@article{osti_1222115,
title = {Density Functional Theory Calculations and Analysis of Reaction Pathways for Reduction of Nitric Oxide by Hydrogen on Pt(111)},
author = {Farberow, Carrie A. and Dumesic, James A. and Mavrikakis, Manos},
abstractNote = {Reaction pathways are explored for low temperature (e.g., 400 K) reduction of nitric oxide by hydrogen on Pt(111). First-principles electronic structure calculations based on periodic, self-consistent density functional theory(DFT-GGA, PW91) are employed to obtain thermodynamic and kinetic parameters for proposed reaction schemes on Pt(111). The surface of Pt(111) during NO reduction by H₂ at low temperatures is predicted to operate at a high NO coverage, and this environment is explicitly taken into account in the DFT calculations. Maximum rate analyses are performed to assess the most likely reaction mechanisms leading to formation of N₂O, the major product observed experimentally at low temperatures. The results of these analyses suggest that the reaction most likely proceeds via the addition of at least two H atoms to adsorbed NO, followed by cleavage of the N-O bond.},
doi = {10.1021/cs500668k},
journal = {ACS Catalysis, 4(10):3307–3319},
number = ,
volume = ,
place = {United States},
year = {Fri Oct 03 00:00:00 EDT 2014},
month = {Fri Oct 03 00:00:00 EDT 2014}
}
  • Cited by 14
  • Periodic, self-consistent density functional theory (DFT-GGA, PW91) calculations are used to study the reaction mechanism for nitric oxide (NO) reduction by hydrogen (H 2) on Pt(100). Energetics of various N–O activation paths, including both direct and hydrogen-assisted N–O bond-breaking paths, and the formation of three different N-containing products (N 2, N 2O, and NH3), are systematically studied. On the basis of our analysis, NO* dissociation has a lower barrier than NO* hydrogenation to HNO* or NOH*, and therefore, the direct NO dissociation path is predicted to dominate N–O activation on clean Pt(100). The reaction of atomic N* with N* andmore » NO* is proposed as the mechanism for N 2 and N 2O formation, respectively. NH 3 formation from N* via three successive hydrogenation steps is also studied and is found to be kinetically more difficult than N 2 and N 2O formation from N*. Finally, NO adsorption phase diagrams on Pt(100) are constructed, and these phase diagrams suggest that, at low temperatures (e.g., 400 K), the Pt(100) surface may be covered by half a monolayer of NO. We propose that high NO coverage might affect the NO + H 2 reaction mechanism, and therefore, one should explicitly take the NO coverage into consideration in first-principles studies to determine the reaction mechanism on catalyst surfaces under reaction conditions. In conclusion, a detailed analysis of high NO coverage effects on the reaction mechanism will be presented in a separate contribution.« less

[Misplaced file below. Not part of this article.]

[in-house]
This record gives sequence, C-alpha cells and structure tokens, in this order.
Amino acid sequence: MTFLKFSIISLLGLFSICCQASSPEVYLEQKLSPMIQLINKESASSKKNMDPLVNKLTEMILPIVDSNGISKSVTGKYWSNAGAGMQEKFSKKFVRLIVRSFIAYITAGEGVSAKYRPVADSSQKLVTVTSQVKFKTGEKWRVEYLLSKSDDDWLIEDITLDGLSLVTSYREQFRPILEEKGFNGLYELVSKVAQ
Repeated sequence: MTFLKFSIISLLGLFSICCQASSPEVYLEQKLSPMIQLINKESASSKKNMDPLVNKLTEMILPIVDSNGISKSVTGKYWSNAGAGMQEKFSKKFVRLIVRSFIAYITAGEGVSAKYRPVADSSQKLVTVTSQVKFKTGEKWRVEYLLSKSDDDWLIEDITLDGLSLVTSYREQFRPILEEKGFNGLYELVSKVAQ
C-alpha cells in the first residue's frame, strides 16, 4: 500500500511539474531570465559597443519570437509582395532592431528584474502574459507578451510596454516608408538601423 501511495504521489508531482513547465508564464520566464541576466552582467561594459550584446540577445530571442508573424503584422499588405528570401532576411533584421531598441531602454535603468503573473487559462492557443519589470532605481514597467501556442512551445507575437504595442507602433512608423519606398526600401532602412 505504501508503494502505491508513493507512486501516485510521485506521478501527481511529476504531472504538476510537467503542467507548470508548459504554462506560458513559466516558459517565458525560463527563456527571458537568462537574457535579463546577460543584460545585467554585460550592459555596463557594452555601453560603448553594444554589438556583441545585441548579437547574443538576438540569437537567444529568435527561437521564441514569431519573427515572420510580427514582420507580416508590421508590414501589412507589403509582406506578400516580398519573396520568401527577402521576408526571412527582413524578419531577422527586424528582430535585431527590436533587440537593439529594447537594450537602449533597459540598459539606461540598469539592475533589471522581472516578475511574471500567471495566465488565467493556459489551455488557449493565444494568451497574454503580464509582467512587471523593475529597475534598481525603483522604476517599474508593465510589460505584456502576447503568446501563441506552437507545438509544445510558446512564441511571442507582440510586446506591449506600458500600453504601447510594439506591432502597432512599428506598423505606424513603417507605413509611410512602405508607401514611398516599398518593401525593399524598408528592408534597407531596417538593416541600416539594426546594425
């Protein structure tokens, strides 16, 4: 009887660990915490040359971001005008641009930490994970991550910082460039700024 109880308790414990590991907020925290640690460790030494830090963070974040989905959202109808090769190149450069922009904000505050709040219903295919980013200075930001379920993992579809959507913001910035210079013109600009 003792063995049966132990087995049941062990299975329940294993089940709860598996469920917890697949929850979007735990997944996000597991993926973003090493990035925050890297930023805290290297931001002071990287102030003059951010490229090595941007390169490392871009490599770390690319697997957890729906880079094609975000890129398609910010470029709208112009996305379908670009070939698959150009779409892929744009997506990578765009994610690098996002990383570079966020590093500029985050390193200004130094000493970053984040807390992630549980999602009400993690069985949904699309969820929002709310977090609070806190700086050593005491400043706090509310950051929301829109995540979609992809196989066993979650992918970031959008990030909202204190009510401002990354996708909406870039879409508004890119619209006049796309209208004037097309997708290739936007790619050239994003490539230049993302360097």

• Glycerol decomposition on Pt(111) via dehydrogenation or C–C bond scission is examined with periodic density functional theory (DFT) calculations. The thermochemistry of dehydrogenation intermediates is first estimated using an empirical correlation scheme with parameters fit to selected DFT calculations; the resulting estimates for the more stable intermediates are refined with full DFT calculations. Brønsted–Evans–Polanyi (BEP) relationships for dehydrogenation and C–C bond scission reactions are developed and used to estimate the kinetics of elementary dehydrogenation and C–C bond scission steps in the reaction network. The combined thermochemical and kinetic analysis implies that glycerol dehydrogenation products at intermediate levels of dehydrogenation aremore » the most thermochemically stable. Additionally, although C–C bond scission transition state energies are high for glycerol and for intermediates at early stages of dehydrogenation, these energies decrease as the intermediates are successively dehydrogenated, reaching a minimum after the removal of several hydrogen atoms from glycerol. At these levels of dehydrogenation, the C–C scission transition state energies become comparable to those of O–H or C–H scission. These results suggest that C–C bonds are only broken after glycerol has been significantly dehydrogenated and demonstrate that DFT-based analyses, combined with simple correlation schemes, can be effective for elucidating general features of complex biomassic reaction networks.« less